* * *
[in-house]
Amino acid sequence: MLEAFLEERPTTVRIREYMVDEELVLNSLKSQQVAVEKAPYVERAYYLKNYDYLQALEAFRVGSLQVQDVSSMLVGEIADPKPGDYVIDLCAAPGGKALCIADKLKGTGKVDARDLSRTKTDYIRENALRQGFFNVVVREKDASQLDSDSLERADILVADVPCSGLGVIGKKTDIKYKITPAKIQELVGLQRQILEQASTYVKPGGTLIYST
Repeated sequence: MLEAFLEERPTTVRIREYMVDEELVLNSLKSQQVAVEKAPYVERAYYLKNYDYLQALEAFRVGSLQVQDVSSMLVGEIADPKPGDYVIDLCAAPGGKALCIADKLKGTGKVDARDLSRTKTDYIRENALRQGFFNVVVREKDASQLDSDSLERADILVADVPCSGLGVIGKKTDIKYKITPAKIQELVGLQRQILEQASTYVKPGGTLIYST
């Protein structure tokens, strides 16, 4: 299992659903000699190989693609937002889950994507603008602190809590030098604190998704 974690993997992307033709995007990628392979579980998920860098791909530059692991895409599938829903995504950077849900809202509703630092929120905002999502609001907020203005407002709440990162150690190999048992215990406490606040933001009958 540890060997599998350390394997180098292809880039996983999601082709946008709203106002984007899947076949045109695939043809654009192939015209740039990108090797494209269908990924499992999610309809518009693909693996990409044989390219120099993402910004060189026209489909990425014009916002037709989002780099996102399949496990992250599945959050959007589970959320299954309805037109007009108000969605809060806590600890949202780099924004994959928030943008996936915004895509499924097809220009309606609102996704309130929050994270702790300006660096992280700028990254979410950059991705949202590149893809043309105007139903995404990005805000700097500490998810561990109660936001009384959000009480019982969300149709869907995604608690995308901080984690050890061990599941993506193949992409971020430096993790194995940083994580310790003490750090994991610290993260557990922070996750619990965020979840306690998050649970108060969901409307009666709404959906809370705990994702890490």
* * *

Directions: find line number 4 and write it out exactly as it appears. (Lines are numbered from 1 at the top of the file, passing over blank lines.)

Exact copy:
């Protein structure tokens, strides 16, 4: 299992659903000699190989693609937002889950994507603008602190809590030098604190998704 974690993997992307033709995007990628392979579980998920860098791909530059692991895409599938829903995504950077849900809202509703630092929120905002999502609001907020203005407002709440990162150690190999048992215990406490606040933001009958 540890060997599998350390394997180098292809880039996983999601082709946008709203106002984007899947076949045109695939043809654009192939015209740039990108090797494209269908990924499992999610309809518009693909693996990409044989390219120099993402910004060189026209489909990425014009916002037709989002780099996102399949496990992250599945959050959007589970959320299954309805037109007009108000969605809060806590600890949202780099924004994959928030943008996936915004895509499924097809220009309606609102996704309130929050994270702790300006660096992280700028990254979410950059991705949202590149893809043309105007139903995404990005805000700097500490998810561990109660936001009384959000009480019982969300149709869907995604608690995308901080984690050890061990599941993506193949992409971020430096993790194995940083994580310790003490750090994991610290993260557990922070996750619990965020979840306690998050649970108060969901409307009666709404959906809370705990994702890490």